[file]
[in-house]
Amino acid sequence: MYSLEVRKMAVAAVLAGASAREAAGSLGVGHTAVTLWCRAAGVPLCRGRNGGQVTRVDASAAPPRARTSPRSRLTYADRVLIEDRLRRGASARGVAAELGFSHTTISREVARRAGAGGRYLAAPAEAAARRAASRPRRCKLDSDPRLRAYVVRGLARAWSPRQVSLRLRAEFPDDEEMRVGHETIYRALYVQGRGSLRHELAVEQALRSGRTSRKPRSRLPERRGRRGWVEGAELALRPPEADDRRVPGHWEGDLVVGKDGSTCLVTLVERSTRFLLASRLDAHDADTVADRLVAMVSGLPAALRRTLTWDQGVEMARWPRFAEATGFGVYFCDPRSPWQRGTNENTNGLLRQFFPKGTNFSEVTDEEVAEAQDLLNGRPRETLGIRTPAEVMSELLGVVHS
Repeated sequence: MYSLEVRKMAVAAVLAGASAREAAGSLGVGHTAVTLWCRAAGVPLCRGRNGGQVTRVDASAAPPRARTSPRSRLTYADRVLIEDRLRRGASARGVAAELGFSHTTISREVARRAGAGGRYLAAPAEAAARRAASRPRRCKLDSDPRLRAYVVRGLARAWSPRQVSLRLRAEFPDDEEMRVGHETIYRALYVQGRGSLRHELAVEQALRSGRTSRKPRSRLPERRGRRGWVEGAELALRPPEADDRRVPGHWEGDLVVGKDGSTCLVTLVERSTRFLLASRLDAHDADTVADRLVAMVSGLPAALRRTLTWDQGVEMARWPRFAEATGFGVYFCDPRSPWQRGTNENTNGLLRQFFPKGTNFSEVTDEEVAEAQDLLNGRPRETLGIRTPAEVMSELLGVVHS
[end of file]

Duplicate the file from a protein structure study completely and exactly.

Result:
[in-house]
Amino acid sequence: MYSLEVRKMAVAAVLAGASAREAAGSLGVGHTAVTLWCRAAGVPLCRGRNGGQVTRVDASAAPPRARTSPRSRLTYADRVLIEDRLRRGASARGVAAELGFSHTTISREVARRAGAGGRYLAAPAEAAARRAASRPRRCKLDSDPRLRAYVVRGLARAWSPRQVSLRLRAEFPDDEEMRVGHETIYRALYVQGRGSLRHELAVEQALRSGRTSRKPRSRLPERRGRRGWVEGAELALRPPEADDRRVPGHWEGDLVVGKDGSTCLVTLVERSTRFLLASRLDAHDADTVADRLVAMVSGLPAALRRTLTWDQGVEMARWPRFAEATGFGVYFCDPRSPWQRGTNENTNGLLRQFFPKGTNFSEVTDEEVAEAQDLLNGRPRETLGIRTPAEVMSELLGVVHS
Repeated sequence: MYSLEVRKMAVAAVLAGASAREAAGSLGVGHTAVTLWCRAAGVPLCRGRNGGQVTRVDASAAPPRARTSPRSRLTYADRVLIEDRLRRGASARGVAAELGFSHTTISREVARRAGAGGRYLAAPAEAAARRAASRPRRCKLDSDPRLRAYVVRGLARAWSPRQVSLRLRAEFPDDEEMRVGHETIYRALYVQGRGSLRHELAVEQALRSGRTSRKPRSRLPERRGRRGWVEGAELALRPPEADDRRVPGHWEGDLVVGKDGSTCLVTLVERSTRFLLASRLDAHDADTVADRLVAMVSGLPAALRRTLTWDQGVEMARWPRFAEATGFGVYFCDPRSPWQRGTNENTNGLLRQFFPKGTNFSEVTDEEVAEAQDLLNGRPRETLGIRTPAEVMSELLGVVHS